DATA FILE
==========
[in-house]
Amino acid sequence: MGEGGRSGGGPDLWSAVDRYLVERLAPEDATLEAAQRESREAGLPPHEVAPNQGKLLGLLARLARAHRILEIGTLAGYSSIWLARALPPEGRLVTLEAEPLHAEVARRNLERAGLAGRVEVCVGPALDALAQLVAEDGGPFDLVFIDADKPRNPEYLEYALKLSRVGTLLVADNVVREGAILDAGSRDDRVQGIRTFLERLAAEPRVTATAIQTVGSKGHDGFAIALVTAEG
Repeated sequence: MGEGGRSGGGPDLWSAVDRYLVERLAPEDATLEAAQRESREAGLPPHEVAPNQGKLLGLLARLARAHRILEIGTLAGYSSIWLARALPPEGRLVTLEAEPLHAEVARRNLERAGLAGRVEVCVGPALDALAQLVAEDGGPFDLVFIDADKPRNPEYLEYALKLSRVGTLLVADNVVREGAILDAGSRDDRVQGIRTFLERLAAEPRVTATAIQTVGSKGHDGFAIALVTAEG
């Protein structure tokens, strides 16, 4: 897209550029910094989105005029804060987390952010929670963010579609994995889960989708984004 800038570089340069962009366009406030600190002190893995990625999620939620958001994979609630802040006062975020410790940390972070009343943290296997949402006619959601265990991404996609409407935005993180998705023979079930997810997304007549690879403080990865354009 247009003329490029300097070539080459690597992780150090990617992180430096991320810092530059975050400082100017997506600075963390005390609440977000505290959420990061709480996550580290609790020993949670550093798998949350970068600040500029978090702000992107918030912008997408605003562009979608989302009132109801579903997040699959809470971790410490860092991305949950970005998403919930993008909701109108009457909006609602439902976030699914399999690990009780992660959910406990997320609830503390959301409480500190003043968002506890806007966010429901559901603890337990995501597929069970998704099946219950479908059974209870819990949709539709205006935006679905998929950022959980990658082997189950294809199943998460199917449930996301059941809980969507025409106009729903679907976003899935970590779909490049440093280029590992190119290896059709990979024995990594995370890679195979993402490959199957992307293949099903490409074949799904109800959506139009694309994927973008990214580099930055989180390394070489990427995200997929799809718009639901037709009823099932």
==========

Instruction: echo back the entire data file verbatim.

[in-house]
Amino acid sequence: MGEGGRSGGGPDLWSAVDRYLVERLAPEDATLEAAQRESREAGLPPHEVAPNQGKLLGLLARLARAHRILEIGTLAGYSSIWLARALPPEGRLVTLEAEPLHAEVARRNLERAGLAGRVEVCVGPALDALAQLVAEDGGPFDLVFIDADKPRNPEYLEYALKLSRVGTLLVADNVVREGAILDAGSRDDRVQGIRTFLERLAAEPRVTATAIQTVGSKGHDGFAIALVTAEG
Repeated sequence: MGEGGRSGGGPDLWSAVDRYLVERLAPEDATLEAAQRESREAGLPPHEVAPNQGKLLGLLARLARAHRILEIGTLAGYSSIWLARALPPEGRLVTLEAEPLHAEVARRNLERAGLAGRVEVCVGPALDALAQLVAEDGGPFDLVFIDADKPRNPEYLEYALKLSRVGTLLVADNVVREGAILDAGSRDDRVQGIRTFLERLAAEPRVTATAIQTVGSKGHDGFAIALVTAEG
């Protein structure tokens, strides 16, 4: 897209550029910094989105005029804060987390952010929670963010579609994995889960989708984004 800038570089340069962009366009406030600190002190893995990625999620939620958001994979609630802040006062975020410790940390972070009343943290296997949402006619959601265990991404996609409407935005993180998705023979079930997810997304007549690879403080990865354009 247009003329490029300097070539080459690597992780150090990617992180430096991320810092530059975050400082100017997506600075963390005390609440977000505290959420990061709480996550580290609790020993949670550093798998949350970068600040500029978090702000992107918030912008997408605003562009979608989302009132109801579903997040699959809470971790410490860092991305949950970005998403919930993008909701109108009457909006609602439902976030699914399999690990009780992660959910406990997320609830503390959301409480500190003043968002506890806007966010429901559901603890337990995501597929069970998704099946219950479908059974209870819990949709539709205006935006679905998929950022959980990658082997189950294809199943998460199917449930996301059941809980969507025409106009729903679907976003899935970590779909490049440093280029590992190119290896059709990979024995990594995370890679195979993402490959199957992307293949099903490409074949799904109800959506139009694309994927973008990214580099930055989180390394070489990427995200997929799809718009639901037709009823099932």